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ESHAP

Find out what ESHAP is, how you have it and other important information about having ESHAP.

ESHAP is a cancer drug combination made up of the drugs:

  • E - etoposide
  • SH - methylprednisolone, which is a steroid
  • A - cytarabine, also known as Ara C
  • P - cisplatin

It is a treatment for Hodgkin lymphoma and non Hodgkin lymphoma (NHL). It is usually used before having a stem cell transplant.

How it works

These chemotherapy drugs destroy quickly dividing cells, such as cancer cells.

How you have it

You have these drugs into your bloodstream (intravenously). 

Drugs into your bloodstream

You have the treatment through a drip into your arm. A nurse puts a small tube (a cannula) into one of your veins and connects the drip to it.

You might need a central line. This is a long plastic tube that gives the drugs into a large vein, either in your chest or through a vein in your arm. It stays in while you’re having treatment, which may be for a few months.

When you have it

You usually have ESHAP as cycles of treatment each lasting 3 weeks (21 days). Depending on your needs, you might have between 1 and 6 cycles. 

You have each treatment cycle in the following way:

Day 1
  • Etoposide as a drip into your bloodstream for 1 hour
  • Methylprednisolone as a drip into your bloodstream for 15 to 30 minutes
  • Cytarabine as a drip into your bloodstream for 2 hours
  • Cisplatin as a drip into your bloodstream continuing for 4 days
Day 2
  • Cisplatin as a continuous drip into your bloodstream
  • Etoposide as a drip into your bloodstream for 1 hour
  • Methylprednisolone as a drip into your bloodstream for 15 to 30 minutes
Day 3 and Day 4
  • Cisplatin as a continuous drip into your bloodstream
  • Etoposide as a drip into your bloodstream for 1 hour
  • Methylprednisolone as a drip into your bloodstream for 15 to 30 minutes
Day 5
  • Methylprednisolone as a drip into your bloodstream for 15 to 30 minutes
  • Cytarabine as a drip into your bloodstream for 2 hours
  • Cisplatin drip finishes

During the 5 days of treatment you stay in hospital but you will be able to move around the ward even when the drip is going through. You also have fluids (hydration) during your treatment. This is because ESHAP can cause kidney damage and the extra fluids help to keep your kidneys working properly.

Your doctor or nurse will give you steroid eye drops to use for 7 days to help stop your eyes getting sore.

When the treatment finishes you have just over 2 weeks with no treatment. Then you start the next cycle. 

Tests during treatment

You have blood tests before starting treatment and during your treatment. They check your levels of blood cells and other substances in the blood. They also check how well your liver and kidneys are working.

Side effects

Important information

Other medicines, foods and drink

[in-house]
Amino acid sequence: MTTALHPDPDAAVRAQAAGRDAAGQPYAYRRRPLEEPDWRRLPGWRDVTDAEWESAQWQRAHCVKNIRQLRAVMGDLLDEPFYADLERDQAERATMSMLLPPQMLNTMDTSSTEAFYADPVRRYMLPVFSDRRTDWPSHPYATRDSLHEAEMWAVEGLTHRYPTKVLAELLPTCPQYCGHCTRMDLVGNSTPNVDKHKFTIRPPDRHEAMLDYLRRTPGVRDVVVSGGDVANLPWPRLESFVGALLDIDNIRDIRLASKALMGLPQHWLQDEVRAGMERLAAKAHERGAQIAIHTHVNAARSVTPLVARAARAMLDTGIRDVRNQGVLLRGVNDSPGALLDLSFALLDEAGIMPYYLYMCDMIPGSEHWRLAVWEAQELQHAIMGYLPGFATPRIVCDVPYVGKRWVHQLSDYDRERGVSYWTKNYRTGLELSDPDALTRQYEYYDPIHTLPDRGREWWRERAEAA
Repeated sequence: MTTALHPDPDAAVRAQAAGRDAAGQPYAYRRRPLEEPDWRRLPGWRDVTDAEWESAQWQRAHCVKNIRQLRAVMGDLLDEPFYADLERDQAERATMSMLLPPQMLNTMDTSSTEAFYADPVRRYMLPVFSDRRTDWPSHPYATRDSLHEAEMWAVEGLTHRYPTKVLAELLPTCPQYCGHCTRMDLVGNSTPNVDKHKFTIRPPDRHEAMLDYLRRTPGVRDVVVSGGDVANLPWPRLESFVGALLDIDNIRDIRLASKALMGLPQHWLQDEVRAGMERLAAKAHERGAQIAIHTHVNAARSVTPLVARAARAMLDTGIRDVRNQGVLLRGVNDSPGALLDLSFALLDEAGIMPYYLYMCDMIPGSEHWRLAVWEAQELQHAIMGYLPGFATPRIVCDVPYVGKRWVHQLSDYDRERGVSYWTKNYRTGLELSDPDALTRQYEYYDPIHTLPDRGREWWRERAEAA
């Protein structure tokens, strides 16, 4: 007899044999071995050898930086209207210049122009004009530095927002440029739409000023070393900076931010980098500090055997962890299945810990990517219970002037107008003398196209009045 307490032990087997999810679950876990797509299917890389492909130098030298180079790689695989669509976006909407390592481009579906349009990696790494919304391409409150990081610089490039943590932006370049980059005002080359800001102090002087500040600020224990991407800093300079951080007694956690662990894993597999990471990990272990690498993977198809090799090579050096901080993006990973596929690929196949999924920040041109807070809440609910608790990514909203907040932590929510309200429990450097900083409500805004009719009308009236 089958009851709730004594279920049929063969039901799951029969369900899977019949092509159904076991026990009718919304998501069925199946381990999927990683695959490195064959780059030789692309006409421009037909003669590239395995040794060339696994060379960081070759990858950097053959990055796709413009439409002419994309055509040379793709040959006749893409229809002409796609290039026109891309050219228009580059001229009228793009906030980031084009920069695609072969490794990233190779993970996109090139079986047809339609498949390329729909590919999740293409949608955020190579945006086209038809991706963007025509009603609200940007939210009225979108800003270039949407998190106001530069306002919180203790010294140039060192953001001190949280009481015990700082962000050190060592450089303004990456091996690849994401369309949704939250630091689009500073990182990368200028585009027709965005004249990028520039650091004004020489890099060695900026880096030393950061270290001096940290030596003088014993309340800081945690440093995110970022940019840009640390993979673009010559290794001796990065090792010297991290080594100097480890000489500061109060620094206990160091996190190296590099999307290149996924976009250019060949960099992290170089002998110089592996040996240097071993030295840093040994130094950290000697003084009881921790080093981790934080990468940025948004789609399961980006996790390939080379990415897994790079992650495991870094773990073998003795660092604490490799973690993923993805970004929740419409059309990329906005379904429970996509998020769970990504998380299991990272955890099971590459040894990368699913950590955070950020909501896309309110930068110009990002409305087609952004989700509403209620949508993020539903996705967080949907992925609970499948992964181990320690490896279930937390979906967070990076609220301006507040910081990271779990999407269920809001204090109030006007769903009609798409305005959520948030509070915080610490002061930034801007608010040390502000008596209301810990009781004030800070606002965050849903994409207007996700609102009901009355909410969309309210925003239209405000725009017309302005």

Cancer drugs can interact with some other medicines and herbal products. Tell your doctor or pharmacist about any medicines you are taking. This includes vitamins, herbal supplements and over the counter remedies.

Pregnancy and contraception

This treatment may harm a baby developing in the womb. It is important not to become pregnant or father a child while you are having treatment with these drugs and for at least 6 months afterwards. Talk to your doctor or nurse about effective contraception before starting treatment.

Fertility

You may not be able to become pregnant or father a child after treatment with these drugs. Talk to your doctor before starting treatment if you think you may want to have a baby in the future. Men may be able to store sperm before starting treatment. Women may be able to store eggs or ovarian tissue but this is rare.

Breastfeeding

Don’t breastfeed during this treatment because the drugs may come through in your breast milk.

Treatment for other conditions

Always tell other doctors, nurses or dentists that you’re having this treatment if you need treatment for anything else, including teeth problems.

Immunisations

Don’t have immunisations with live vaccines while you’re having treatment and for at least 6 months afterwards.

In the UK, live vaccines include rubella, mumps, measles, BCG, yellow fever and Zostavax (shingles vaccine).

You can:

  • have other vaccines, but they might not give you as much protection as usual
  • have the flu vaccine
  • be in contact with other people who've had live vaccines as injections

Avoid contact with people who’ve had live vaccines taken by mouth (oral vaccines). This includes the rotavirus vaccine given to babies. The virus is in the baby’s urine for up to 2 weeks and can make you ill. So, you mustn't change their nappies for 2 weeks after their vaccination.

You also need to avoid anyone who has had oral polio or typhoid vaccination recently.

More information about this treatment

For further information about this treatment go to the electronic Medicines Compendium (eMC) website.

You can report any side effect you have to the Medicines Health and Regulatory Authority (MHRA) as part of their Yellow Card Scheme.

Last reviewed: 
27 Apr 2015
  • Electronic Medicines Compendium 
    Accessed April 2015

  • Immunisation against infectious disease: Chapter 6: General contraindications to vaccination
    Public Health England
    First published: March 2013 and regularly updated on the Gov.UK website

  • R-ESHAP as salvage therapy for patients with relapsed or refractory diffuse large B-cell lymphoma: the influence of prior exposure to rituximab on outcome. A GEL/TAMO study.

    A Martín and others

    Haematologica, 2008. Vol 93, Issue 12

  • Handbook of Cancer Chemotherapy (8th edition)
    Roland K Keel
    Lippincott, Williams and Wilkins, 2012

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